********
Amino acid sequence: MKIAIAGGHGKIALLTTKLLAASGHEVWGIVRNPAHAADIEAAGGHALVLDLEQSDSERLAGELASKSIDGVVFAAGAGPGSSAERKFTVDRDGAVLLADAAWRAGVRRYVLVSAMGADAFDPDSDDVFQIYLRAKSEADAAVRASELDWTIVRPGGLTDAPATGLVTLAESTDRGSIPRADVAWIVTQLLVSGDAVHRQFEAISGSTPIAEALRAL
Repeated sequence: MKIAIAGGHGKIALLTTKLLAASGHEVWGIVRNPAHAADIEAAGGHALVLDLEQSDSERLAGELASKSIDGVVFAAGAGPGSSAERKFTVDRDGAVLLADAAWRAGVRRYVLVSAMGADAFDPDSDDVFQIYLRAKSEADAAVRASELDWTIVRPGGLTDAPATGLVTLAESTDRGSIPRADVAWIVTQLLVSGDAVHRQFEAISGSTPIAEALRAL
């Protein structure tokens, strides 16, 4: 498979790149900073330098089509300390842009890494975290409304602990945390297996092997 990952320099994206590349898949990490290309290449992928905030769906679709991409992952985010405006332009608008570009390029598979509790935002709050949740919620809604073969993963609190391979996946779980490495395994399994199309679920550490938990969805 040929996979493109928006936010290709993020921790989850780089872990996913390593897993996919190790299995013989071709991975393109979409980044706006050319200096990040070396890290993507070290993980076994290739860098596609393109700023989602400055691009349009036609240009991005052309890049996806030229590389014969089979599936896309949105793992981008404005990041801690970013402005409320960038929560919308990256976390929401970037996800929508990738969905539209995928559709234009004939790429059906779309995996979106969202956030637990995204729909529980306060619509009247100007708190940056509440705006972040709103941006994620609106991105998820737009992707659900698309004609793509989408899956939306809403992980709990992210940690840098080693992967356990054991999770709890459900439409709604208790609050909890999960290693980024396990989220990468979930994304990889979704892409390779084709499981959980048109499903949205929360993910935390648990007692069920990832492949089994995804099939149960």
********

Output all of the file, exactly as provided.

Amino acid sequence: MKIAIAGGHGKIALLTTKLLAASGHEVWGIVRNPAHAADIEAAGGHALVLDLEQSDSERLAGELASKSIDGVVFAAGAGPGSSAERKFTVDRDGAVLLADAAWRAGVRRYVLVSAMGADAFDPDSDDVFQIYLRAKSEADAAVRASELDWTIVRPGGLTDAPATGLVTLAESTDRGSIPRADVAWIVTQLLVSGDAVHRQFEAISGSTPIAEALRAL
Repeated sequence: MKIAIAGGHGKIALLTTKLLAASGHEVWGIVRNPAHAADIEAAGGHALVLDLEQSDSERLAGELASKSIDGVVFAAGAGPGSSAERKFTVDRDGAVLLADAAWRAGVRRYVLVSAMGADAFDPDSDDVFQIYLRAKSEADAAVRASELDWTIVRPGGLTDAPATGLVTLAESTDRGSIPRADVAWIVTQLLVSGDAVHRQFEAISGSTPIAEALRAL
């Protein structure tokens, strides 16, 4: 498979790149900073330098089509300390842009890494975290409304602990945390297996092997 990952320099994206590349898949990490290309290449992928905030769906679709991409992952985010405006332009608008570009390029598979509790935002709050949740919620809604073969993963609190391979996946779980490495395994399994199309679920550490938990969805 040929996979493109928006936010290709993020921790989850780089872990996913390593897993996919190790299995013989071709991975393109979409980044706006050319200096990040070396890290993507070290993980076994290739860098596609393109700023989602400055691009349009036609240009991005052309890049996806030229590389014969089979599936896309949105793992981008404005990041801690970013402005409320960038929560919308990256976390929401970037996800929508990738969905539209995928559709234009004939790429059906779309995996979106969202956030637990995204729909529980306060619509009247100007708190940056509440705006972040709103941006994620609106991105998820737009992707659900698309004609793509989408899956939306809403992980709990992210940690840098080693992967356990054991999770709890459900439409709604208790609050909890999960290693980024396990989220990468979930994304990889979704892409390779084709499981959980048109499903949205929360993910935390648990007692069920990832492949089994995804099939149960």